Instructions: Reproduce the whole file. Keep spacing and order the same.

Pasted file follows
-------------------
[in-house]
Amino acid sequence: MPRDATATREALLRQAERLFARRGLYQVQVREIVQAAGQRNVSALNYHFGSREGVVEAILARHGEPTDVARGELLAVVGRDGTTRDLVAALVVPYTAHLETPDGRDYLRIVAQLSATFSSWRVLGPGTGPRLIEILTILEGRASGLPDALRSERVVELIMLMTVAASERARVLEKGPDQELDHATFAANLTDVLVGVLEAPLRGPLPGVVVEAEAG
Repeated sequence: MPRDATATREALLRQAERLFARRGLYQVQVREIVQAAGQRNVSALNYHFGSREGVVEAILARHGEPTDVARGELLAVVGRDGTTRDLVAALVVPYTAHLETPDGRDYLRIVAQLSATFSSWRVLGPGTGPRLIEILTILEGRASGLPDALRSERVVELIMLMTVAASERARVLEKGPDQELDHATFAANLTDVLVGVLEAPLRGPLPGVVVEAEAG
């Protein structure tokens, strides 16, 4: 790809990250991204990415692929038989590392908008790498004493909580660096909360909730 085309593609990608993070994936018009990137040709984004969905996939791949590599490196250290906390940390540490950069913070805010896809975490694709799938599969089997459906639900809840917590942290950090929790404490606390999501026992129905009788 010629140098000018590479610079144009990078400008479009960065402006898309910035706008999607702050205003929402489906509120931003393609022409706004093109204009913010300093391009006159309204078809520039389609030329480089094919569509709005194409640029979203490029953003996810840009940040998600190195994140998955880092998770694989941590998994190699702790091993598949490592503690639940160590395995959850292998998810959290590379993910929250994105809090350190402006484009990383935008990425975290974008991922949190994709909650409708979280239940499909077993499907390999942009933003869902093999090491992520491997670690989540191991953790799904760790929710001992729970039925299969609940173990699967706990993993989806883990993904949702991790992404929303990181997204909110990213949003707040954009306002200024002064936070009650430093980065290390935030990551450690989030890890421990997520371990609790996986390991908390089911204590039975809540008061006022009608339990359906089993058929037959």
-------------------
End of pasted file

[in-house]
Amino acid sequence: MPRDATATREALLRQAERLFARRGLYQVQVREIVQAAGQRNVSALNYHFGSREGVVEAILARHGEPTDVARGELLAVVGRDGTTRDLVAALVVPYTAHLETPDGRDYLRIVAQLSATFSSWRVLGPGTGPRLIEILTILEGRASGLPDALRSERVVELIMLMTVAASERARVLEKGPDQELDHATFAANLTDVLVGVLEAPLRGPLPGVVVEAEAG
Repeated sequence: MPRDATATREALLRQAERLFARRGLYQVQVREIVQAAGQRNVSALNYHFGSREGVVEAILARHGEPTDVARGELLAVVGRDGTTRDLVAALVVPYTAHLETPDGRDYLRIVAQLSATFSSWRVLGPGTGPRLIEILTILEGRASGLPDALRSERVVELIMLMTVAASERARVLEKGPDQELDHATFAANLTDVLVGVLEAPLRGPLPGVVVEAEAG
């Protein structure tokens, strides 16, 4: 790809990250991204990415692929038989590392908008790498004493909580660096909360909730 085309593609990608993070994936018009990137040709984004969905996939791949590599490196250290906390940390540490950069913070805010896809975490694709799938599969089997459906639900809840917590942290950090929790404490606390999501026992129905009788 010629140098000018590479610079144009990078400008479009960065402006898309910035706008999607702050205003929402489906509120931003393609022409706004093109204009913010300093391009006159309204078809520039389609030329480089094919569509709005194409640029979203490029953003996810840009940040998600190195994140998955880092998770694989941590998994190699702790091993598949490592503690639940160590395995959850292998998810959290590379993910929250994105809090350190402006484009990383935008990425975290974008991922949190994709909650409708979280239940499909077993499907390999942009933003869902093999090491992520491997670690989540191991953790799904760790929710001992729970039925299969609940173990699967706990993993989806883990993904949702991790992404929303990181997204909110990213949003707040954009306002200024002064936070009650430093980065290390935030990551450690989030890890421990997520371990609790996986390991908390089911204590039975809540008061006022009608339990359906089993058929037959």